The most basic death benefit guarantees that, if you die prior to annuitizing the annuity (which we’ll discuss in a moment), your beneficiary will get the greater of:

  • The account value (i.e., the value of the underlying investments), or
  • The premiums you paid into the policy, minus any withdrawals you had taken from the policy.

This would be relevant if the account value goes down during the time you own the policy due to poor investment performance.

Income Options

The second insurance benefit that a variable annuity offers is the option to convert the account/policy into a guaranteed stream of income (i.e., to “annuitize” the policy).

When you annuitize the policy, you lose control of the assets. That is, you no longer have the option to take your money out whenever you want.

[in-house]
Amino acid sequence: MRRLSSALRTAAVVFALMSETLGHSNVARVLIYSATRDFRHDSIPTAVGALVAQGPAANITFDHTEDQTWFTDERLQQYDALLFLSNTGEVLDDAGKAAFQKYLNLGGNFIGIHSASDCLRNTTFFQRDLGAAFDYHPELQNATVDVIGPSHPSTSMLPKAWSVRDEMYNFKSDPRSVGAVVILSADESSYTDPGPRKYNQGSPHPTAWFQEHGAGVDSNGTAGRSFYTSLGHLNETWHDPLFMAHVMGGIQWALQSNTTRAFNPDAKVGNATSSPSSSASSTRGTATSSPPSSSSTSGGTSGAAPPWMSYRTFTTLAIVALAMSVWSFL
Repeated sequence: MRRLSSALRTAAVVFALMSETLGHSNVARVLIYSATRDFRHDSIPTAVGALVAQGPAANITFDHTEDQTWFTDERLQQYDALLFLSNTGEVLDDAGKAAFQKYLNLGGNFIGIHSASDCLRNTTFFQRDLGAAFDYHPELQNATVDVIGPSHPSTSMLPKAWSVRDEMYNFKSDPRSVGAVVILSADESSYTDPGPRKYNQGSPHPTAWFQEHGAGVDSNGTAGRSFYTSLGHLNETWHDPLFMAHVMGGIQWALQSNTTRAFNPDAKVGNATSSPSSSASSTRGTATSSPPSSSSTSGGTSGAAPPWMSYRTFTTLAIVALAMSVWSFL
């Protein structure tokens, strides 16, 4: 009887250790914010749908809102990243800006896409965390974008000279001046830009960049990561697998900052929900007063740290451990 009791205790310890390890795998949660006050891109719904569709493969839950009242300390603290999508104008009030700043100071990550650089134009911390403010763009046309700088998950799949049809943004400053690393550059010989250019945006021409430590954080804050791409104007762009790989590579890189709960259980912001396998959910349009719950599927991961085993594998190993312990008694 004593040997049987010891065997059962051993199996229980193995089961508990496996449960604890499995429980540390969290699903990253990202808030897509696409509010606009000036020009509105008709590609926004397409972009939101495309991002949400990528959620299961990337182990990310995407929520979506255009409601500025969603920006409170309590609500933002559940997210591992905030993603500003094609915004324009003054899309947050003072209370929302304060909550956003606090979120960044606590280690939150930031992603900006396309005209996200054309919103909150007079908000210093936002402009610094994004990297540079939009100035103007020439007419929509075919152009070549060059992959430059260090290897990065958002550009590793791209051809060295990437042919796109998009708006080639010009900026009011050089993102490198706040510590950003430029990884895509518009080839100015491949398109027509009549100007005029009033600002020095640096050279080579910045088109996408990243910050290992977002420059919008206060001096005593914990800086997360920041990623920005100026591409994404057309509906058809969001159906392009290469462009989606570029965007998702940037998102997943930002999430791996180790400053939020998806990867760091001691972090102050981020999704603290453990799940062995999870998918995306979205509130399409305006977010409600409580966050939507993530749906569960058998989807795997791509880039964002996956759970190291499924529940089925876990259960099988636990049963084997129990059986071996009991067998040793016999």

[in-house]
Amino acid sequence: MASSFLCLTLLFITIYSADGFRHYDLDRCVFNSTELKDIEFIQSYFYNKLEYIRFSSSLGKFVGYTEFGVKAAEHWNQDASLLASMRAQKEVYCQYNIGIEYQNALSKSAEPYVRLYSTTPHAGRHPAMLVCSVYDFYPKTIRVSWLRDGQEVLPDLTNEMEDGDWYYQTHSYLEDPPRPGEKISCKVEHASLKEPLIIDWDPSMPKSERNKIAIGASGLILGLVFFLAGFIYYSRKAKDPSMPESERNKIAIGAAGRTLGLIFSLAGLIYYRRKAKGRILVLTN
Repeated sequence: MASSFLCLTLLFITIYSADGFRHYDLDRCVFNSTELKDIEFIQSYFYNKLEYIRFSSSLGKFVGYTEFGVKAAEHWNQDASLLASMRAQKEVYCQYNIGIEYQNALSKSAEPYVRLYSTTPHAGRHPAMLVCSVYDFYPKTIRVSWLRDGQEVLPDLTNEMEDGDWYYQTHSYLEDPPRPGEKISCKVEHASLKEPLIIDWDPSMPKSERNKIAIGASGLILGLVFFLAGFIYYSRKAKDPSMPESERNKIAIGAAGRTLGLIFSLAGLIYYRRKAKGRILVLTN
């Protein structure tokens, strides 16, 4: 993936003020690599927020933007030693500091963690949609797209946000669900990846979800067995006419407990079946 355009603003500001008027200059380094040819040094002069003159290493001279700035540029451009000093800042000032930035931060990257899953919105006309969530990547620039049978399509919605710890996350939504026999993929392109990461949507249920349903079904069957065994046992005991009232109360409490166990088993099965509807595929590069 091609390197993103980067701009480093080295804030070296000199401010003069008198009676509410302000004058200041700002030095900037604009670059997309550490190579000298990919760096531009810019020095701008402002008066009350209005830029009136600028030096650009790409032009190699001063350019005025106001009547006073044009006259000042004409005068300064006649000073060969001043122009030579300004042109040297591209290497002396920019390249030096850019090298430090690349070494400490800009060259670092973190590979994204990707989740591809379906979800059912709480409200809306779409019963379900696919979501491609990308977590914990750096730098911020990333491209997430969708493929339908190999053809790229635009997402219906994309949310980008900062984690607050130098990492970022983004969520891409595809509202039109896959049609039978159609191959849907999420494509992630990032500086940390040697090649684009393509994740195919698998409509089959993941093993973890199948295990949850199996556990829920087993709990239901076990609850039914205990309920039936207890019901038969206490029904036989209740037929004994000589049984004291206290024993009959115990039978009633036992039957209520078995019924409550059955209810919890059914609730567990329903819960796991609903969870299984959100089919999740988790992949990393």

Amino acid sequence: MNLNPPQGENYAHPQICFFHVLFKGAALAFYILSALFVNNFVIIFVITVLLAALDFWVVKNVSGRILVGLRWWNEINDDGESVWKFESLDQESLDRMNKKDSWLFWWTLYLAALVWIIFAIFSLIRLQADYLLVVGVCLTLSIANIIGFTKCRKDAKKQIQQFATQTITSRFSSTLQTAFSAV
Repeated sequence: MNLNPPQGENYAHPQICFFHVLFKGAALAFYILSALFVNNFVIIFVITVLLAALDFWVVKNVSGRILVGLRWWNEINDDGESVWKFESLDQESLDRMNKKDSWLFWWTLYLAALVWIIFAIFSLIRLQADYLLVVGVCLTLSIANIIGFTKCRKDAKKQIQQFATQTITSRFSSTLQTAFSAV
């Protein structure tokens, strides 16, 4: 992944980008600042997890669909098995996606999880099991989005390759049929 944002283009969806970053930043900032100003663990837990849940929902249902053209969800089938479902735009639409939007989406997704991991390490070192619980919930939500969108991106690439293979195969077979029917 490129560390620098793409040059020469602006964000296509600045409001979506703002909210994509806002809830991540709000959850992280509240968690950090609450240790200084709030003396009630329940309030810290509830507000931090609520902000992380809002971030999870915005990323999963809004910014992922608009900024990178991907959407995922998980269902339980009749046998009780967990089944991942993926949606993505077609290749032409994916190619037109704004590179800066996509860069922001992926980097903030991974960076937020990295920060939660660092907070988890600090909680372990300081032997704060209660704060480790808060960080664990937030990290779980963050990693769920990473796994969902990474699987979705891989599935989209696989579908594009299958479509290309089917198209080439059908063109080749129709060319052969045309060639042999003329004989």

Most variable annuities come with several income options. Typical options would include:

  • A life annuity that pays out for as long as you live,
  • A joint life annuity that pays out for as long as either of two named people (e.g., you or your spouse) is still alive, or
  • A life annuity with period certain that pays for the longer of your lifespan or a fixed period of time (e.g., 20 years).

A key point is that you do not have to annuitize the annuity in order to start using it for income. Prior to annuitizing, you can take money out whenever you want (though you may have to pay surrender charges and tax costs). You have to annuitize in order to activate the various income guarantees (e.g., to turn the annuity into a life annuity that is guaranteed to pay out for as long as you’re alive).